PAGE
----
A Chicago woman has carved a business out of teaching residents there how to raise their own backyard poultry
Jennifer Murtoff’s best marketing device is her rubber chicken purse. People always ask about the rubber chicken purse. That gives her an in to talk about chickens, about how she started raising them in the 4th grade in rural Pennsylvania, about how she has loved them ever since and now loves helping other people figure out how to raise them, too.
Then she pulls out her business card. It’s got a photo of her holding a chicken on one side and this quote from Frank Lloyd Wright on the back: “Regard it as just as desirable to build a chicken house as to build a cathedral.” When she hands it to people, she introduces herself as Jennifer Murtoff, urban chicken consultant.
“And then they usually say ‘That’s the funniest thing I’ve ever heard! How do you make any money at that?’” Murtoff laughs.
This may be the best (or at least, our favorite) indication yet that food-conscious city-dwellers are increasingly bypassing the supermarket for the back-yard urban farmstead: There is someone in Chicago who works as an urban chicken consultant.
Granted, the gig isn’t full-time (although Murtoff would like it to be). The 36-year-old works as a freelance editor, writer, and translator by day. But demand is growing for her chicken seminars, chicken house calls, and chicken hand-holding. Murtoff's bundle of services include teaching clients how to set up a chicken coop, how to identify a sick chicken, and what to do about the ones you want to eat. She will not, however, do the killing. “I point them to a butcher shop,” she says.
The whole idea originated, in fact, with the chicken purse.
One day in 2008, she carried it to see her accountant (yes, her accountant: “I am completely unashamed about carrying the rubber chicken purse anywhere,” she explains). He remarked on it, as people do, and they got to talking about chickens and the coop he wanted to build in his back yard. Right there, Murtoff started to explain what he needed to do and where he needed to put things. You know, he told her, a lot of people want to do this, too.
On a lark, Murtoff mocked up some business cards on Vistaprint for a business called Home to Roost, and ordered just 250 of them for $16. Now she can’t recall how many refills she’s gone through, and has 230 regular chicken devotees in the area on her email list.
Unlike some cities, there are no regulations in Chicago expressly forbidding backyard chicken coops, although residents aren’t allowed to raise animals for slaughter on their property, and roosters can run afoul of excessive noise ordinances. The people who are now doing this are in it for a lot of reasons: for the eggs, for the poop, which makes great fertilizer, for the companionship and for the certainty of knowing where at least some of their food comes from.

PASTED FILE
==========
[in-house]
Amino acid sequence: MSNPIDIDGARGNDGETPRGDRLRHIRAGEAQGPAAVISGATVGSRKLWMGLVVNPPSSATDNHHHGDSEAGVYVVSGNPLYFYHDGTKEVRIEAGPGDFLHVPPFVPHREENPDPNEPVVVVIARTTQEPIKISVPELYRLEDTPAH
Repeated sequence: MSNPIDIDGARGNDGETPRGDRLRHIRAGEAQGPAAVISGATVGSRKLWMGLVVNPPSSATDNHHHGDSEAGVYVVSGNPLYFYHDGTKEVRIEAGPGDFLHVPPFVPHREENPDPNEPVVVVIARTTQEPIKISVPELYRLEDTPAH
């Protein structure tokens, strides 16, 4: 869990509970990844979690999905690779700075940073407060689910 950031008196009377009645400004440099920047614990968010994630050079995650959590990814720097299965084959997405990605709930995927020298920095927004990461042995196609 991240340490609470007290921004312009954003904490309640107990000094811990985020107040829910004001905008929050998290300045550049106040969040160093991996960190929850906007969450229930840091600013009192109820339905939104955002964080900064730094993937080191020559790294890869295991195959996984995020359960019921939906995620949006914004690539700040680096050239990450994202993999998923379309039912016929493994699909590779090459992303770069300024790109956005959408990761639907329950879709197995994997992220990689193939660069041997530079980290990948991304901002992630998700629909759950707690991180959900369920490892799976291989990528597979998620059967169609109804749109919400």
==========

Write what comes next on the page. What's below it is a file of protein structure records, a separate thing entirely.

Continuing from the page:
“And I think it’s the economy,” Murtoff says. “Seriously, with people losing jobs, it’s nice to have a bird in your backyard that can give you breakfast. I think that’s part of it. And we’re starting to wake up to what’s going on with our food system.”
This isn't just happening in Chicago. People are constantly sending Murtoff links to articles about chickens in Dallas, chickens in San Francisco, chickens in New York City. People contact her for help changing local regulations in towns that aren’t chicken-friendly. She may have to add this to her menu of services: chicken character witness. Murtoff has never, though, come across anyone else who does what she does, and she is certainly the only game in Chicago.
The whole enterprise actually isn’t that difficult to translate to the city (you should not, however, translate it into your apartment). But there are a lot of things city people just don’t know about chickens, like how to hold them without communicating to them that you’re nervous. Also: chickens don’t show signs of illness until they’re literally about to die; chicken psychology is different from cat and dog psychology; and chickens are flock creatures, which means they exhibit distinct personality and adhere to a pecking order.
“A lot of the people I talk to don’t have that cultural knowledge, the farming knowledge has been lost,” Murtoff says. “We’re dealing with a generation that for the most part hasn’t had chickens. I do have some clients who say, ‘I remember my grandpa had chickens… .’ Most of them, this is a new thing. It’s knowledge that has to be passed along again because we’re missing one of the links in the chain.”
Put that way, Murtoff has a pretty serious responsibility. She is the lone link between a whole community of people who would like to become urban farmers, and the farming knowledge that has disappeared alongside America’s farming population.
She is, herself, not an urban chicken farmer these days. She lives in an apartment just outside the city, in Oak Park, where she has the luxury of keeping only a parakeet. She’d like to have a house, though, alongside that full-time chicken consultancy.
For now, she says, “I live vicariously through other peoples’ chickens.”